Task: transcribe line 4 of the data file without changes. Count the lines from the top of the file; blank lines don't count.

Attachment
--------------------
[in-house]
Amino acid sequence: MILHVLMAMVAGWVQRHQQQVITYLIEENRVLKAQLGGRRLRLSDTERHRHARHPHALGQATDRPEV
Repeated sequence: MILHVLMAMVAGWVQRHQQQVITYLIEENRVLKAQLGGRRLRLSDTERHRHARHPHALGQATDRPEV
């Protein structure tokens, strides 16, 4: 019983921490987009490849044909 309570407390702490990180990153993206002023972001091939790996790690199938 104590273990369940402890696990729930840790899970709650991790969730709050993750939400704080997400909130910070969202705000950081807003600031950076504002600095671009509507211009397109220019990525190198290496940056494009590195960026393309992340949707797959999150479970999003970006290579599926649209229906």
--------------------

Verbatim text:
């Protein structure tokens, strides 16, 4: 019983921490987009490849044909 309570407390702490990180990153993206002023972001091939790996790690199938 104590273990369940402890696990729930840790899970709650991790969730709050993750939400704080997400909130910070969202705000950081807003600031950076504002600095671009509507211009397109220019990525190198290496940056494009590195960026393309992340949707797959999150479970999003970006290579599926649209229906």